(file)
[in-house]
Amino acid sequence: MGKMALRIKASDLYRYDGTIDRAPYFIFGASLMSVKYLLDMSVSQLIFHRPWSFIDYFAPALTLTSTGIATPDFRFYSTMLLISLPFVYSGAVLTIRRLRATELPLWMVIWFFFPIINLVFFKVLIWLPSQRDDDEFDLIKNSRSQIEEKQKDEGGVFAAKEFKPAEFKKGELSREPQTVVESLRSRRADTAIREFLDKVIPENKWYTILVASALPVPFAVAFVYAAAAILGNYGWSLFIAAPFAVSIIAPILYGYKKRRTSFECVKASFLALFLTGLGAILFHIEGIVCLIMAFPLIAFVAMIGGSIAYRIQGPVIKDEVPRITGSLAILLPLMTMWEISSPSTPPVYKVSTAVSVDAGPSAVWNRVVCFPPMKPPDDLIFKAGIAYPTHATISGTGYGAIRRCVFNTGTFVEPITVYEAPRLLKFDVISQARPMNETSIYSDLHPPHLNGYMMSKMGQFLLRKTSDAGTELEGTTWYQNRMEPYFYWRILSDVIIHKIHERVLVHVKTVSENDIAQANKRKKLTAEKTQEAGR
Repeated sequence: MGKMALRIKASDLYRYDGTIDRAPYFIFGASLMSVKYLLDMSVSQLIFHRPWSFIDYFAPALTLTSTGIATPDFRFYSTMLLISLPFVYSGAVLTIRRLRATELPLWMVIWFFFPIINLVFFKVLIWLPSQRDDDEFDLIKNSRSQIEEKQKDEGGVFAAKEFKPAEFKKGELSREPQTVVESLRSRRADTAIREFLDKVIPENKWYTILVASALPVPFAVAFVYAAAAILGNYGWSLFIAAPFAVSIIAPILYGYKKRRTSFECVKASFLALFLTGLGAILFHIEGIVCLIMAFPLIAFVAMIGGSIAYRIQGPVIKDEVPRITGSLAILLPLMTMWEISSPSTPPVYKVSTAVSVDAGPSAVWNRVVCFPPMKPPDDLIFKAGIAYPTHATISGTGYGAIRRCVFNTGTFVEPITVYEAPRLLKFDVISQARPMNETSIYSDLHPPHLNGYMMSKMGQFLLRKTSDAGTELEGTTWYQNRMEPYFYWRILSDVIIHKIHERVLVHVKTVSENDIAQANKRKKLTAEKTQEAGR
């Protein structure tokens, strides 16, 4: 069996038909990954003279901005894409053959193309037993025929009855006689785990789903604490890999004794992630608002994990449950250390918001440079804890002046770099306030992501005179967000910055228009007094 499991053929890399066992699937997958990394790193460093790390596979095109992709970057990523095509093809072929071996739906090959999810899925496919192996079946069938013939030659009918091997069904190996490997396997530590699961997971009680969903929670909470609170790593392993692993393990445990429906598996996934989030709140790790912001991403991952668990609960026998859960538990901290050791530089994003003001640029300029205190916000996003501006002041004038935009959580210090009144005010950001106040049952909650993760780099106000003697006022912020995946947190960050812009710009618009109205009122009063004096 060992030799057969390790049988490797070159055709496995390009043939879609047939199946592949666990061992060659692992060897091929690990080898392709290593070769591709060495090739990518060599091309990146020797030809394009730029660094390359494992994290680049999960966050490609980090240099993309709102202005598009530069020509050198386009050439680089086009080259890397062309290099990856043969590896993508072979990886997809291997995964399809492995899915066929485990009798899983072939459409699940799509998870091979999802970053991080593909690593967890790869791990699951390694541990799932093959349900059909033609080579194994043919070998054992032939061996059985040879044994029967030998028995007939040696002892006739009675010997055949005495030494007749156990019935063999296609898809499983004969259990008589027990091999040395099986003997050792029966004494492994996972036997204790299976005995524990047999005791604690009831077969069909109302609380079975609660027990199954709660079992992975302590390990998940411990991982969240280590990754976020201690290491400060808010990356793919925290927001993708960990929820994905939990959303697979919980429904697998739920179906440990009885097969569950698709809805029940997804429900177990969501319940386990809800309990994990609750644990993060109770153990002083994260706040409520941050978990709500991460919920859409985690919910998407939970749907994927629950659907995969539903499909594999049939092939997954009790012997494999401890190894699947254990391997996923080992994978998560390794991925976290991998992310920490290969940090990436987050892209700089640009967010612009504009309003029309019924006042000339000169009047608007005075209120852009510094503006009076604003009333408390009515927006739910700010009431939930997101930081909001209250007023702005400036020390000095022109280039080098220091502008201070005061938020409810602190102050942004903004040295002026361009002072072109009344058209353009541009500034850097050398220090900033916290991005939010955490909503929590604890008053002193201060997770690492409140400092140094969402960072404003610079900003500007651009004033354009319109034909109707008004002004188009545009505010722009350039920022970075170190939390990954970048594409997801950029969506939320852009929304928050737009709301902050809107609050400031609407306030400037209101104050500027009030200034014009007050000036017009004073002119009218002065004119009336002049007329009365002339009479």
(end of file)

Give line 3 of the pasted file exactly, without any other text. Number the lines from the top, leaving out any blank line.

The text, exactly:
Repeated sequence: MGKMALRIKASDLYRYDGTIDRAPYFIFGASLMSVKYLLDMSVSQLIFHRPWSFIDYFAPALTLTSTGIATPDFRFYSTMLLISLPFVYSGAVLTIRRLRATELPLWMVIWFFFPIINLVFFKVLIWLPSQRDDDEFDLIKNSRSQIEEKQKDEGGVFAAKEFKPAEFKKGELSREPQTVVESLRSRRADTAIREFLDKVIPENKWYTILVASALPVPFAVAFVYAAAAILGNYGWSLFIAAPFAVSIIAPILYGYKKRRTSFECVKASFLALFLTGLGAILFHIEGIVCLIMAFPLIAFVAMIGGSIAYRIQGPVIKDEVPRITGSLAILLPLMTMWEISSPSTPPVYKVSTAVSVDAGPSAVWNRVVCFPPMKPPDDLIFKAGIAYPTHATISGTGYGAIRRCVFNTGTFVEPITVYEAPRLLKFDVISQARPMNETSIYSDLHPPHLNGYMMSKMGQFLLRKTSDAGTELEGTTWYQNRMEPYFYWRILSDVIIHKIHERVLVHVKTVSENDIAQANKRKKLTAEKTQEAGR